I have also come to realize, however, that not everyone is genuinely interested in my ever-changing hair color, philosophical rants, my most recently published article, my dog's spa day or the steak dinner I devoured on Valentine's Day. It's okay; I'm cool with it. Lack of interest from others is not going to stop me from sharing what I desire to share. I believe we all must come to understand that we do not need anyone's interest in our lives to validate the happiness or love within our lives.

Mic In Hand, So On This Soapbox I Shall Stand...


An unfortunate byproduct of our ability to step onto the social media stage and engage our audience at any time is that we have become quite the paranoid little culture. Insecurity and paranoia bleeds through our curiosities. Either not enough is about us or everything is. Either we are excluded or overexposed. Some find themselves measuring their friendships by who posts the most pictures of them or leaves ego-stroking comments the most often. The pendulum swings from paranoia to attention-seeking narcissism. Such extremes are a result of everyone's ability to always possess a megaphone to speak through and a soap box to stand on. Gone are the days of being forced to endure face-to-face confrontation or... gasp!... undocumented conversation.

Sadly, so often people assume something posted online is about them when it isn't at all. We have become so conditioned by our friends, frenemies and adversaries utilizing the social media stage that we have all become hypersensitive to what others post. Everyone wants to believe they are relevant enough to have provoked another to create a post about them, either good or bad. Truthfully, sometimes they are correct in their suspicions. Still, it's as though some people assume that if they mention an interest in camping or skydiving, everyone who then posts anything related to camping or skydiving is surely attempting to gain their attention. Usually it is those who are guilty of such manipulative social media behavior who assume everyone else is also.

People assume everyone is interested in what they post every day, all day long. People assume everyone is listening when the mic is in their hand. The truth is, though, people are often more concerned with what others are thinking about them. It doesn't mean they don't care about you; it just means people are more conscious of what is transpiring on their stage than on your stage.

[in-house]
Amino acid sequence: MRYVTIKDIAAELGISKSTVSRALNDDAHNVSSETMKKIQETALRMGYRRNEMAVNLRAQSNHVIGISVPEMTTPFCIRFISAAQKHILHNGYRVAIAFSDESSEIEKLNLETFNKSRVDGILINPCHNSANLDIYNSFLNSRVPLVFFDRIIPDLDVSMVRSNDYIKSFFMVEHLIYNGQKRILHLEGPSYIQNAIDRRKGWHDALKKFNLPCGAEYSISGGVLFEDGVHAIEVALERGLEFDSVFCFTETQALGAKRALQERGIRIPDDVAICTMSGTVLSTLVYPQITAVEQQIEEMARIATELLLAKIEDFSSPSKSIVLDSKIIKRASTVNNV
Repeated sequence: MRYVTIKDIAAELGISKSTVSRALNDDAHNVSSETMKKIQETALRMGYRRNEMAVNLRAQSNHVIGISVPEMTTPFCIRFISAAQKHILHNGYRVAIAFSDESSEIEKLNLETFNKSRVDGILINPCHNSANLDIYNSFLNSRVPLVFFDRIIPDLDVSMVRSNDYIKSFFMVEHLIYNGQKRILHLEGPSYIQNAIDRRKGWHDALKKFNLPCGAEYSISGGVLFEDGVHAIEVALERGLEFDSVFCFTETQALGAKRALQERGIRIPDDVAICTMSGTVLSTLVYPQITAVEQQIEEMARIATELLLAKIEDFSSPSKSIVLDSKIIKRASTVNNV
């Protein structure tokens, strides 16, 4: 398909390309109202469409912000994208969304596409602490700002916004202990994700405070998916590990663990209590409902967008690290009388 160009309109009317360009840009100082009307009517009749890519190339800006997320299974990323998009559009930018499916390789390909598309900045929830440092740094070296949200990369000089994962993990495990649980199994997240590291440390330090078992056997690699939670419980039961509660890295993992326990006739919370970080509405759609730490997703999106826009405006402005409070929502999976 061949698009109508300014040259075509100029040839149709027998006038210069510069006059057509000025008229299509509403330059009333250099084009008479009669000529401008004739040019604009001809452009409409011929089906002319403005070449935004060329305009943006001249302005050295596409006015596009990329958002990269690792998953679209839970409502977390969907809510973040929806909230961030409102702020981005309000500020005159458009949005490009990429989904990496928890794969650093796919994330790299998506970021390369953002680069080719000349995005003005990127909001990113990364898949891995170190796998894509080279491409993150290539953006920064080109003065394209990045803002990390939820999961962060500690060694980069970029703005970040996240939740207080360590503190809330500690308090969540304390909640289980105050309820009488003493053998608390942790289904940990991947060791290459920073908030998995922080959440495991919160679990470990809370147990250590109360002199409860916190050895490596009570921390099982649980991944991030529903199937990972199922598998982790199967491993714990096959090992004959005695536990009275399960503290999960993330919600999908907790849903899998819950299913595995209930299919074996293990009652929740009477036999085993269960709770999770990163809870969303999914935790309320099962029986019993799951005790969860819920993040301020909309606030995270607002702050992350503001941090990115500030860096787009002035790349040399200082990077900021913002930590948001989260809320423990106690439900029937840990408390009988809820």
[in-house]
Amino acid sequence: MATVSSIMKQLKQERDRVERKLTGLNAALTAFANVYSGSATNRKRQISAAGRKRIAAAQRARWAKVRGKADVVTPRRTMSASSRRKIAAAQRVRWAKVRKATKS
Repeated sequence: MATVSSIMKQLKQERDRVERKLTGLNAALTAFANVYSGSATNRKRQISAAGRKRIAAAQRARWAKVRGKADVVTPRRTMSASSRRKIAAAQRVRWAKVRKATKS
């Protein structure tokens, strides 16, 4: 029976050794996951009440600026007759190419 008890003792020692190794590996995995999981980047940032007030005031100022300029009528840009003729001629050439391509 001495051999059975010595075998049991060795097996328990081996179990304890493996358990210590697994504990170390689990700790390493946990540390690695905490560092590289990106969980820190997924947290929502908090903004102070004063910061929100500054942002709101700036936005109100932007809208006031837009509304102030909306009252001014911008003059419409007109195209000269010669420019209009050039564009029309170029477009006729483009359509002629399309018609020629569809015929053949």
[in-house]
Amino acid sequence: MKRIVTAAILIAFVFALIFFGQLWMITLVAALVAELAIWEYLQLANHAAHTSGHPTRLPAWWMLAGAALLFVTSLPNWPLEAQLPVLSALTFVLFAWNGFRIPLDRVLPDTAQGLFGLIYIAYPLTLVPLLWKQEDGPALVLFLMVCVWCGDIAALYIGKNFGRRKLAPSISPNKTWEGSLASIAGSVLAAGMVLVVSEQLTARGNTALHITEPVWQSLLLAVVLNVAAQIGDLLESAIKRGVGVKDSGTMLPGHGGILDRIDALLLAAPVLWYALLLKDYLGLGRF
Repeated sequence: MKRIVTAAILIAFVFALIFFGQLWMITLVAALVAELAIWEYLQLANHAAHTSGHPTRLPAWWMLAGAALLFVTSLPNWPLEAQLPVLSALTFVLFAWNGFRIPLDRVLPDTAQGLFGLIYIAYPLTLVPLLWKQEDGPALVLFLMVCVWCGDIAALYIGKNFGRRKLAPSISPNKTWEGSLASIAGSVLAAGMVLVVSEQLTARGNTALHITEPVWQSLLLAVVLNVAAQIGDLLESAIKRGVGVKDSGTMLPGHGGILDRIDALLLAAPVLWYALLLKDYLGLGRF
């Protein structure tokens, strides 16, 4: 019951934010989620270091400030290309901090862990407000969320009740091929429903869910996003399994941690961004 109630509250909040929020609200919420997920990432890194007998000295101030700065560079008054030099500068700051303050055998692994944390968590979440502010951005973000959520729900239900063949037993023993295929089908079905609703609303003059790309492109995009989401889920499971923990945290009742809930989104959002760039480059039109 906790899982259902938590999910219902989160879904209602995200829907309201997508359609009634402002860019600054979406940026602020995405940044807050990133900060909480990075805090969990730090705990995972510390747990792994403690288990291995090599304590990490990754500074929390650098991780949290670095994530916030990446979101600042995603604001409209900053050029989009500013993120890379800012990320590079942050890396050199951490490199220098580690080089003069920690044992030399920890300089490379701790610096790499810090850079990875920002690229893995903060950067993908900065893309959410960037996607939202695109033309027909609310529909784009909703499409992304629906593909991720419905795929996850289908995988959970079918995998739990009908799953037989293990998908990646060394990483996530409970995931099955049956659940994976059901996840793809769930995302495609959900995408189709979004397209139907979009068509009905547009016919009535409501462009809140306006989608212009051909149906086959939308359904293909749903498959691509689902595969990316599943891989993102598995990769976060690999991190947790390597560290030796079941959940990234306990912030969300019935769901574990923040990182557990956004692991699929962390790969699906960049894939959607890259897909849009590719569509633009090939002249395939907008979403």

We like images so that others will like our images. We favorite tweets so that others will favorite our tweets. We delete posts and tags so that our most flattering content shows the most relevance and is, therefore, showcased. I've known girls who have manipulated and orchestrated their image comments so that they appear more desirable to others. We unfollow those who unfollow us. It's as though we somewhat hold each other hostage to our social media accounts. It's vain. It's contrived. It's thirsty. It's inauthentic. It's narcissistic. It's exhausting. It's a total waste of time. Most of all, it's obvious.

We see through the transparency of the games others play online. Everyone knows better, yet we do it anyway. It's okay, though. Each of us are products of this social media-driven generation and, therefore, oftentimes slaves to our egos. So put your narcissistic hand in mine. We're in this together.

P.S. You're so vain, you probably think this article was about you...

I'm just being honest.

Read the original and extended version of this article by Lacey Johnson on The Daily Doll.